Definitely true. I think, besides not identifying as a stereotypical engineer, people steer away from programming because they’re afraid of how complex it is. We’ve been led to believe you need to be incredibly intelligent to grasp technical concepts. My friends who aren’t in the industry have shut down conversations about my job because they say, “Oh, that’s way above my head.” It’s easier to understand than people think, but the question now is how to stop people from immediately putting up that kind of barrier.
I saw an interview with Viola Davis recently and the interviewer asked her about the impact the pandemic has had on the arts. Is it temporary, or are the arts in trouble? She immediately responded that the arts are always in trouble and need consistent support. However, during her answer, she noted that acting isn’t rocket science, and that upset me because I studied aeronautical engineering for my undergraduate degree and I can’t act at all! What people do on stage or screen takes so much intelligence. Therein lies where many people have been misled: that some professions are better than others or require more knowledge. I would never say that I’m smarter than Viola Davis by virtue of my profession. As experienced as I am in computer science, I would argue she’s smarter than me because she’s a bona fide master of her craft.
I agree that people are taught to believe certain fields are elite, and you have to be a certain kind of individual or have particular skills to enter them. We all start from scratch, though.
Absolutely. Some students who failed my class are now software engineers, so it’s about perseverance more than natural ability.
Diving into your background further, what got you interested in technology, and what inspired you to pursue a career in teaching?
I’m a child of the 70s and 80s and was obsessed with math pretty much from birth. The first Apple computer came out when I was in fifth grade, and my parents bought me one even though we didn’t have a lot of money. However, the customer associate who sold it to us made a mistake at checkout, and my father and I both knew it. I went home with my computer, wrote a program to figure out the math, brought it back to the store manager, and they gave me a certificate. I was completely hooked after that. I even designed a gradebook program for my teachers!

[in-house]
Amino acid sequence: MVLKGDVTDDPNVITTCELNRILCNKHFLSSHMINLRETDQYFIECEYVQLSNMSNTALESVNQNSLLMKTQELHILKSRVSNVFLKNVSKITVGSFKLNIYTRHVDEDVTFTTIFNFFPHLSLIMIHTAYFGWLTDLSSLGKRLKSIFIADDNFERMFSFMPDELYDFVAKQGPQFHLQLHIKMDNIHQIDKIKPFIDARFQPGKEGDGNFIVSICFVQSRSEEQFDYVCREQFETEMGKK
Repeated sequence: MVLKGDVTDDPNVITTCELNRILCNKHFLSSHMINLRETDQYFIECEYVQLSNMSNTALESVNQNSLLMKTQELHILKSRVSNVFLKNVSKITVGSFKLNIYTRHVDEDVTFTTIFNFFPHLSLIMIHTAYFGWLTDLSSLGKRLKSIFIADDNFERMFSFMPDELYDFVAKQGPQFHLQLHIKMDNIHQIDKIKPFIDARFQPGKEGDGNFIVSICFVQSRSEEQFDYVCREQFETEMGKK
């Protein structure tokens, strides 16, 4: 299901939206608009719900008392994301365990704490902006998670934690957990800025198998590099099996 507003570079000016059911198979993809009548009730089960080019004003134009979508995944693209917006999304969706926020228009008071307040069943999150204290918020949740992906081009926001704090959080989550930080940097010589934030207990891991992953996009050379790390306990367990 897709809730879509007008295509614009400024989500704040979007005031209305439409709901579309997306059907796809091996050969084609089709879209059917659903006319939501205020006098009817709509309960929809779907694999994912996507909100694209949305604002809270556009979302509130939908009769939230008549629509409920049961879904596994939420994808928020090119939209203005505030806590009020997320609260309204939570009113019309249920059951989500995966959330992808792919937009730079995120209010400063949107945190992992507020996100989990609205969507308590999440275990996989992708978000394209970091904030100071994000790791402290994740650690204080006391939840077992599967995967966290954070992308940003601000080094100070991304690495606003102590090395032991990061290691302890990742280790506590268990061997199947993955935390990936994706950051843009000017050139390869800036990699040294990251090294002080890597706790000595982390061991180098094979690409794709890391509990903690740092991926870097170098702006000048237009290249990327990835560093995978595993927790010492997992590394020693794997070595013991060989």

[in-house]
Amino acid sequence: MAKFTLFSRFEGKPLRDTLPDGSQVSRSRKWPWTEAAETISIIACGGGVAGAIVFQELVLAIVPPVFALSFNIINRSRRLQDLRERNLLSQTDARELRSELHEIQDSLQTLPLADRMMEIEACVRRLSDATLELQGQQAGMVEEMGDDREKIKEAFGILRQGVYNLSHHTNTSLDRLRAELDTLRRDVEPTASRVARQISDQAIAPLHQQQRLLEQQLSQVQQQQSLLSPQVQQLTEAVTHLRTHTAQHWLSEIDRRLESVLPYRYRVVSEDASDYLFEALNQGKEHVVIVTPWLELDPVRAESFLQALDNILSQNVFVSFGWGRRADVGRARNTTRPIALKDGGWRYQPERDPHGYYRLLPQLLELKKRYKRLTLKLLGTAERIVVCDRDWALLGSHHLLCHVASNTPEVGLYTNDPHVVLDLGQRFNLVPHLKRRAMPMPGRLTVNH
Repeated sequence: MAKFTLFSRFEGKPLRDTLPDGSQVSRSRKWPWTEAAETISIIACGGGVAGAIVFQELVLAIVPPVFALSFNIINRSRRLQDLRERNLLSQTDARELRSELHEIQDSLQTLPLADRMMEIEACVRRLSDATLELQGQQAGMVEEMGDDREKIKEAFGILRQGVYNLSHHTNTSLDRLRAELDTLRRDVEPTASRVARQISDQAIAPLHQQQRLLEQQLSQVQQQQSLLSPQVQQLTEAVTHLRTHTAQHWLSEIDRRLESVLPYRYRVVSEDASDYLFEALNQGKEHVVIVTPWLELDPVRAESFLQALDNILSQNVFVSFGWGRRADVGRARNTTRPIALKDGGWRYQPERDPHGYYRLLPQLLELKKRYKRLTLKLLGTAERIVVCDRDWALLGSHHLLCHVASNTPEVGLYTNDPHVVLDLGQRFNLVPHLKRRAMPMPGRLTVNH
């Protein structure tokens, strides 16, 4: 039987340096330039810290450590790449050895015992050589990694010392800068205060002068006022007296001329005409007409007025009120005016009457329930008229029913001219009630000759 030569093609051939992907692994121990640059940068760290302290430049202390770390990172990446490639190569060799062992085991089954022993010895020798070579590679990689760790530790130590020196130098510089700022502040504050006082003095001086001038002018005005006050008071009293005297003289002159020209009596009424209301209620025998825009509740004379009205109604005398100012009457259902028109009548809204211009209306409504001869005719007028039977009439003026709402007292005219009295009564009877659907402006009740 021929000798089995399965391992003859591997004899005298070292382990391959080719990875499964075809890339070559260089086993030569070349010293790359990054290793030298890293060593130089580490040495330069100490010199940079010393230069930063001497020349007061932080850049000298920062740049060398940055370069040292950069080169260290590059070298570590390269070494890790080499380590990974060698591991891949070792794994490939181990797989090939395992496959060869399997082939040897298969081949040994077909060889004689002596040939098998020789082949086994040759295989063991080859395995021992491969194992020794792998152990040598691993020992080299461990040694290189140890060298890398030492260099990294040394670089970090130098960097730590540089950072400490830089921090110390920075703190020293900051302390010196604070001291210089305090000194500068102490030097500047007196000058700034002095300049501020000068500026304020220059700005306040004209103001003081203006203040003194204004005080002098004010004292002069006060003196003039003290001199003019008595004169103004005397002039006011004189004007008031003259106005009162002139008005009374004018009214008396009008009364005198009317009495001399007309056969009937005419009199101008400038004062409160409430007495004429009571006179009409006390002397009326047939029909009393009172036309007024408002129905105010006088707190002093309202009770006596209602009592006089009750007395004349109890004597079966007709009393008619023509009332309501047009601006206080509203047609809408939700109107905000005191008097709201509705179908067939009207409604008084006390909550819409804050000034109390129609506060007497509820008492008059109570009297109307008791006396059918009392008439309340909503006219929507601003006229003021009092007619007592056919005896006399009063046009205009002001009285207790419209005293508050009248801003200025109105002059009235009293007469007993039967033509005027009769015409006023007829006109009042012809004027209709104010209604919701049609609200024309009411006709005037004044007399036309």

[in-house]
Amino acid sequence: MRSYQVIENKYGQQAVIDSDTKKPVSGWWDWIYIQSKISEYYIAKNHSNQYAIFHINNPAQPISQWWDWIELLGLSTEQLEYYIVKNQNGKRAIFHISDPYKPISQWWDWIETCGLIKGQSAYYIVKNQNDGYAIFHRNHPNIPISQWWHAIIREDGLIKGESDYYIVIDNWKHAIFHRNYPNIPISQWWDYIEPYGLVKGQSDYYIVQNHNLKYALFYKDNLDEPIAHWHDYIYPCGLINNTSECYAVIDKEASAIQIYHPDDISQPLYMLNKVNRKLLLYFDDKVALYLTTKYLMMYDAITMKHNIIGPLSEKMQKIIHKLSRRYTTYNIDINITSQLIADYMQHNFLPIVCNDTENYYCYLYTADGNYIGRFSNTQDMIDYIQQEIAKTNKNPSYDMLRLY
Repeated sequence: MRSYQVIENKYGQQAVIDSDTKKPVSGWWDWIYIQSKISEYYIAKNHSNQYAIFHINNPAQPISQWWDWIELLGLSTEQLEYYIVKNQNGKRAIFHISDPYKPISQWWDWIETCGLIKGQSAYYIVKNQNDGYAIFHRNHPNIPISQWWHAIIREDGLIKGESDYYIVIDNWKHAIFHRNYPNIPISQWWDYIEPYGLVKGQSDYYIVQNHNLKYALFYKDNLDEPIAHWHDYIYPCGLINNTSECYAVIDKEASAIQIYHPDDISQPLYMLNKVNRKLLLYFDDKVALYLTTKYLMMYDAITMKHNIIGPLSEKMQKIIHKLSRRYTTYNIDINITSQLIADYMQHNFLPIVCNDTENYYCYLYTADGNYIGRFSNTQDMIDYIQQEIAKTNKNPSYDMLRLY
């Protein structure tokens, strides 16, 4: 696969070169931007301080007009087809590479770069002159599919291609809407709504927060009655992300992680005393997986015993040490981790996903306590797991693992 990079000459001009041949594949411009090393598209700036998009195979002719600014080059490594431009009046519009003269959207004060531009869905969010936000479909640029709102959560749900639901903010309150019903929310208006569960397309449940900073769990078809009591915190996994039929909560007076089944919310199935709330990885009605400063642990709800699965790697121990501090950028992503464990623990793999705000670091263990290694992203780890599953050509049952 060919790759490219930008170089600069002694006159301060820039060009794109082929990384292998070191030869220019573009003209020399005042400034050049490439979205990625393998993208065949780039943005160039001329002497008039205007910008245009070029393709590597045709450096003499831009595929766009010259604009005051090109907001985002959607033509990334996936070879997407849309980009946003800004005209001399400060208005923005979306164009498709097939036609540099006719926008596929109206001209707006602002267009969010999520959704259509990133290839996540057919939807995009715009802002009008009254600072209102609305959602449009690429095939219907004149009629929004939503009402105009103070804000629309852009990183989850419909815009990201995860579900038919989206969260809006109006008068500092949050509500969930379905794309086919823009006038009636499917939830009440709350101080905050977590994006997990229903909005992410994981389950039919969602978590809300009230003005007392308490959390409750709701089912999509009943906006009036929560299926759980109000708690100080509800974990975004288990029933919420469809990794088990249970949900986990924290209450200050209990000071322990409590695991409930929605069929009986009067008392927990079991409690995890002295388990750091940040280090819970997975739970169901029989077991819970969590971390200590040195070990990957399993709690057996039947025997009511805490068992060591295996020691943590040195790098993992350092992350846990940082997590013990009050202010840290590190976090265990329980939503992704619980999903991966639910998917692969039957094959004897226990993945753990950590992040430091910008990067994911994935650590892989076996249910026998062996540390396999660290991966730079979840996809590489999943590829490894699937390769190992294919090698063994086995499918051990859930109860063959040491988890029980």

My high school didn’t offer any computer science opportunities, though. I channeled my passion into math and physics, so everyone said, “Well, you have to be an engineer.” I went on to major in aeronautical engineering in college because I wanted to be an astronaut without ever researching what it actually takes to become one. Unfortunately, the airline industry was being deregulated when I graduated and the Challenger exploded, so the industry wasn’t hiring aeronautical engineers at the time. Needing to find something else to do, I became a defense contractor for the airforce at the Pentagon. I talked about planes all day, every day, traveling the world and making good money, but I wasn’t fulfilled.
That’s when many of my friends started leaving their various positions and becoming teachers. They talked about what it’s like to guide young people and how great it feels, and I wanted that for myself. I got my master’s degree in education and became a math teacher. A year later, my school requested that I switch to computing — I didn’t even know you could be a computer science teacher — and I never looked back. I probably would have been a teacher right from the get-go if society didn’t prioritize engineering over education.
I love that what you’ve done in your classroom is, essentially, to recreate those special moments you experienced in your childhood. My husband is also a teacher and I tell him constantly how important he is for expanding our next generation’s minds. It’s something I’ve considered transitioning into myself.
On a final note, are there any trends, developments, or anything else happening in the tech industry that really excites you?
The projects happening in the industry that excite me most are the ones improving people’s lives in simple ways. Self-driving cars are a hard problem, but building an app that disrupts someone’s PTSD nightmares is something that seems less obvious to most people but invaluable to the individuals who would benefit from it. It’s a small invention, but not insignificant. There are just so many possibilities like that coming to fruition in the next few years that will make a tremendous difference.
I also love all the things we can do remotely now, too. More people are able to talk to doctors because telehealth appointments happen over Zoom. A teacher friend of mine said that her school is witnessing increased parent participation because they don’t have to take time off work for parent-teacher conferences — they can do them during lunch breaks. I spoke with a vintner recently who said that the pandemic devastated his restaurant, but his vineyard is making more money than ever because they innovated by introducing virtual “wine tastings.” My favorite technological advancements make life easier for people in need, not just those that make my to-do list go by faster.
Ria Galanos has dedicated her career to empowering people and setting them up for success so that everyone in her charge has proper guidance, whether they are in school or at work.